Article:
An Open Letter to President Obama
Dear President Obama,
It would be very easy for me to quote your own words back at you on the subject of free speech, on the importance of the free flow of information, on your commitment to the constitutional rights of your citizens and on the crucial need for transparency in government. You’ve said a lot of important things. Worthy things. But you said them, so there’s no need to remind you.
What I’d rather do is appeal to your principles, your ethics and your understanding of the mechanics and the spirit of the Constitution of your country. It is a unique document. It forms a contract between the people and its government that is unlike any other in the world. Woven into its very fabric is the mechanism by which the citizens of your nation can bring down a government that commits wrongdoings or abuses its power. This mechanism is not functional without a free press. I know you are an extremely intelligent and thoughtful man. I am absolutely positive that you understand exactly how the erosion of freedom of speech can turn your unique democracy into something far darker and totalitarian.
How is it that a person such as yourself can, in the space of two years in power, go from being a passionate supporter of free speech to a person who would seek to curtail it? Because, if the US attempts to prosecute Wikileaks, this is exactly what you will have done.
John Emerich Edward Dalberg Acton wrote, “Power tends to corrupt, and absolute power corrupts absolutely.”
I don’t mean to suggest that you are corrupt but that, once in the seat of power, your perceptions have become corrupted by exposure the culture that two years in the Whitehouse can bring. Once people get into power, it becomes very difficult for them not to prioritize the task of holding on to power above all other things. Please consider the possibility that this may have happened to you, just a little.
I am sure that the diplomatic cables leaked by Private Manning and made available to the world via the internet through Wikileaks would be viewed as a dire issue by any government. But you have the person who illegally leaked these documents in custody and you have legitimate legal channels through which to prosecute him.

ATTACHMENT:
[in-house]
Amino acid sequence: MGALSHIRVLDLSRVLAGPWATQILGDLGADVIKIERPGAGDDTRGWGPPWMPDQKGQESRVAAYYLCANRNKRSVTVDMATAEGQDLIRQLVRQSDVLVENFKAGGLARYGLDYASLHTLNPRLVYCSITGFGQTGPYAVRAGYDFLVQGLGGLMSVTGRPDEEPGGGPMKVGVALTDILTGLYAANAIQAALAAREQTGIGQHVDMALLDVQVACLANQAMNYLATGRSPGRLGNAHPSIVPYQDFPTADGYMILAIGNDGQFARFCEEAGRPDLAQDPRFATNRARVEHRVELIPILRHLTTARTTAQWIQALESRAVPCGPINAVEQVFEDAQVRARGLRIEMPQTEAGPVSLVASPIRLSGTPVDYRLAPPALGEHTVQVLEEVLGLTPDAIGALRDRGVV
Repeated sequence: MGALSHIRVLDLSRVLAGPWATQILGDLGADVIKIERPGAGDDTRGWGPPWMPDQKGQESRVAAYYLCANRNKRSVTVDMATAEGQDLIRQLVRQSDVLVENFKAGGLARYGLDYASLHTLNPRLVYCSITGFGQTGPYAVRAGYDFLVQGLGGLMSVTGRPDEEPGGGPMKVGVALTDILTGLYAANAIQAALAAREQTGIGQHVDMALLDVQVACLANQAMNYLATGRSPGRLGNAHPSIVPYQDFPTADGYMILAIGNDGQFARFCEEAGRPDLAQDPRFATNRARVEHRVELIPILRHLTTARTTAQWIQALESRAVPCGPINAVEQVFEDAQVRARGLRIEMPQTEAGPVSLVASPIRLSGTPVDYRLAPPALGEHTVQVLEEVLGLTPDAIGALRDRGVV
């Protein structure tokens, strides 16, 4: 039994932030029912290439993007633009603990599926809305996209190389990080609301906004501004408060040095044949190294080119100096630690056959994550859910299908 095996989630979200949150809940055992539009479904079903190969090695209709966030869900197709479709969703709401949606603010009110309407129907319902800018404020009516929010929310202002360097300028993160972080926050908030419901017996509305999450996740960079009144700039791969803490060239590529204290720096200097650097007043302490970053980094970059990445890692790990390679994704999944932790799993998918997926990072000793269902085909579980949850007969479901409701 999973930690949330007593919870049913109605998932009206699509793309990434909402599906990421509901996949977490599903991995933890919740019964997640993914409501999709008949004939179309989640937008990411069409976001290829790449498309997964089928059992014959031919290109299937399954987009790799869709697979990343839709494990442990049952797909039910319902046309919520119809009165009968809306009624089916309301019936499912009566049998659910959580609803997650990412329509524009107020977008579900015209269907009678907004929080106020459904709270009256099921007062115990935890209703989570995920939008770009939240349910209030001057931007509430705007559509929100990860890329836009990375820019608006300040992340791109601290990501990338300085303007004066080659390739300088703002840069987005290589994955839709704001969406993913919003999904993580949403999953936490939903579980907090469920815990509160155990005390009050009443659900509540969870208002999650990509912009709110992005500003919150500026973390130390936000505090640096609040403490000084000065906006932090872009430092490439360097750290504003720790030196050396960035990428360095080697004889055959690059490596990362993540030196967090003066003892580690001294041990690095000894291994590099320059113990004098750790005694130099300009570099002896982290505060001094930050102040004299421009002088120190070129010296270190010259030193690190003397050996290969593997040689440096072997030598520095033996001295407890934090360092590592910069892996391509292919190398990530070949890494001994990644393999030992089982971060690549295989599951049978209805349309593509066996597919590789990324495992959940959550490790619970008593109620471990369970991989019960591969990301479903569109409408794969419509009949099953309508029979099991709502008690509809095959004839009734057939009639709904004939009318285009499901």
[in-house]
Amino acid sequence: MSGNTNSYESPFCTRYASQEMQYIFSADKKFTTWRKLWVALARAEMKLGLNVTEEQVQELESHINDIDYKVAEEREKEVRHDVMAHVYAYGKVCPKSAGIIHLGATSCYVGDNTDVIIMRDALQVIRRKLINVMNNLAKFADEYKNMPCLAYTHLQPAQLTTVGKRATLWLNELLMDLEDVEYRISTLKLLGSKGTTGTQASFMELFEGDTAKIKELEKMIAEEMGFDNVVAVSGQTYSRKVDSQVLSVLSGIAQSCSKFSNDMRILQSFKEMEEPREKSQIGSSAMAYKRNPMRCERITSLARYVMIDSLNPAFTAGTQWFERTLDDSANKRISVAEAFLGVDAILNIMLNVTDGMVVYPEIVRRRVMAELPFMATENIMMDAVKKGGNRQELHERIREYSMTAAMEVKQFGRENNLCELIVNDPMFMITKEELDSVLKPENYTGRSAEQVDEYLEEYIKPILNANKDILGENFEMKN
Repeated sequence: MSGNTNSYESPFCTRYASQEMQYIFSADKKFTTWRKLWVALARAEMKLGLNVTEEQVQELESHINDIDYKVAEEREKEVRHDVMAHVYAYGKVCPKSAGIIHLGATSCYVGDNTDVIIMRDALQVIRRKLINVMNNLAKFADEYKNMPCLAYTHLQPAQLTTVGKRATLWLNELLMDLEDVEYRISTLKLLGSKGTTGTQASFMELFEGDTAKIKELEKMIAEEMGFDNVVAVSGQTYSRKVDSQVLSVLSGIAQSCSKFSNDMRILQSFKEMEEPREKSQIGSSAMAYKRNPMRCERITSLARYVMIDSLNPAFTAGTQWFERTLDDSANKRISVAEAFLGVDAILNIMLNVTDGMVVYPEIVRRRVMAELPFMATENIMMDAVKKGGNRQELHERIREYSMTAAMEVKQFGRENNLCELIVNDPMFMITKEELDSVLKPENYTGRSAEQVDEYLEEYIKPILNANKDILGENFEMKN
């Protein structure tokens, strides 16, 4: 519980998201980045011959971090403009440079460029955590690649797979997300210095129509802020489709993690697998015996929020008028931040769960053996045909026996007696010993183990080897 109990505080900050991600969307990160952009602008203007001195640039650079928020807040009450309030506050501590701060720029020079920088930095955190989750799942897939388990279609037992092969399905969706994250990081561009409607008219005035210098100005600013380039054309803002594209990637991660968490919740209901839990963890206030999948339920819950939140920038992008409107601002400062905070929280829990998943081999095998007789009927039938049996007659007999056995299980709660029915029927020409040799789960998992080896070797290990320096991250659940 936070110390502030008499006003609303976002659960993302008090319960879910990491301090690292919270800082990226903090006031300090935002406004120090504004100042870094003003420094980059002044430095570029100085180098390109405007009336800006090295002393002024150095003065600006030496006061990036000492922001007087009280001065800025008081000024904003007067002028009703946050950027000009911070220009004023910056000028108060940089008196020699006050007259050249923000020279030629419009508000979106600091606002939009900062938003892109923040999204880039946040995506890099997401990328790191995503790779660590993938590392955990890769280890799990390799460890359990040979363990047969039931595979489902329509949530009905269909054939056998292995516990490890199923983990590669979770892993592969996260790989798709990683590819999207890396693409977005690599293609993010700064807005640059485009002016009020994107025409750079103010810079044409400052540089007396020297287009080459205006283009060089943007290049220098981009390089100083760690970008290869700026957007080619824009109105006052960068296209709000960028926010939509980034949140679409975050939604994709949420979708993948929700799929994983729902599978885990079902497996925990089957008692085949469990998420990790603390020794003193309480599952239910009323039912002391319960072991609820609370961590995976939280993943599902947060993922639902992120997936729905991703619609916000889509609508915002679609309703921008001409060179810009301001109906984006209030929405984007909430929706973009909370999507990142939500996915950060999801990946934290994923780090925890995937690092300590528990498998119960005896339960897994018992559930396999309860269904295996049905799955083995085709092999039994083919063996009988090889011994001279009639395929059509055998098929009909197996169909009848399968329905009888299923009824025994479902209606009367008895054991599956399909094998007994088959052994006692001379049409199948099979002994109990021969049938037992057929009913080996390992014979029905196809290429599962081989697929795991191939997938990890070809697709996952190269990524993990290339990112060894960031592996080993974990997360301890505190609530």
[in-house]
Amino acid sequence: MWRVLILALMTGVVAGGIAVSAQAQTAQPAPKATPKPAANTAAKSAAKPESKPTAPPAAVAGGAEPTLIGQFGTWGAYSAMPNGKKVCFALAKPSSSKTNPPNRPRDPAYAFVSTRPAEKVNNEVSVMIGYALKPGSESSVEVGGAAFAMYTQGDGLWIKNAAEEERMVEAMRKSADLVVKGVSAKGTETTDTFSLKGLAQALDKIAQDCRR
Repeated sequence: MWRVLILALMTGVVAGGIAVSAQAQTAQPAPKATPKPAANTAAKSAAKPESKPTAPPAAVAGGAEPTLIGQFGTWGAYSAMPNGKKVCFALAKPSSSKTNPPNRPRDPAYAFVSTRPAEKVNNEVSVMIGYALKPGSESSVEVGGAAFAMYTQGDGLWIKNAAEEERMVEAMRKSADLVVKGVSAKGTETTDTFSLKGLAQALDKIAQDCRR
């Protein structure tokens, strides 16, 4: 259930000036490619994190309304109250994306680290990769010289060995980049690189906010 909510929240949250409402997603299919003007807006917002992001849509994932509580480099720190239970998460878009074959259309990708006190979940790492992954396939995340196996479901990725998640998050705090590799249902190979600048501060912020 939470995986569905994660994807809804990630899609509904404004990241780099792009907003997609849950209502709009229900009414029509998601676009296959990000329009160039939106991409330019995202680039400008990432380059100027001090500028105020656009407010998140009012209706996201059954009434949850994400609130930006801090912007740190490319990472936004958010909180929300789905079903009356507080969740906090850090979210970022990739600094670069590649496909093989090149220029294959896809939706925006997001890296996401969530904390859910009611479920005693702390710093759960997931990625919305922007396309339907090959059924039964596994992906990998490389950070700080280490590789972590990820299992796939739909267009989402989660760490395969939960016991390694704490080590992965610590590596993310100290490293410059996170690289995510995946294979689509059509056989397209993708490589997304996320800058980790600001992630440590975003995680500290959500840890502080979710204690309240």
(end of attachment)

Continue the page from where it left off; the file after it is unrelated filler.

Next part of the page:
On June 30, 1971, in a 6 to 3 landmark ruling, the Supreme Court found against the government and in favour of the New York Times concerning the publishing of the Pentagon Papers. These were judges you would have been very happy to see on the Supreme Court today. They were good people of good conscience.
As a civil rights lawyer, as a senior lecturer in constitutional law you of all people know exactly what the systemic impact and the historical ramifications of prosecuting Wikileaks could be. Please don’t forget your origins, your accomplishments, and the vision that drove you to run for president.
Wikileaks has also given you important information: there are a lot of disgruntled people in your military and individuals with surprisingly low levels of rank and clearance have access to information you consider classified. Now you know the vulnerability of your systems. Good, you can legitimately take steps to fix that.
But prosecuting Wikileaks will lead to a worldwide perception that the United States of America is a hypocritical power who only protects a free press and the free flow of information when it suits them. It will mark you as a President who took significant steps to erode the very unique democracy you live in.
Please don’t be that president. The second half of Acton’s quote – the part that is rarely quoted – is this: “Great men are almost always bad men.”
Please don’t be a great man; just be a good man. This is truly what your country needs of you.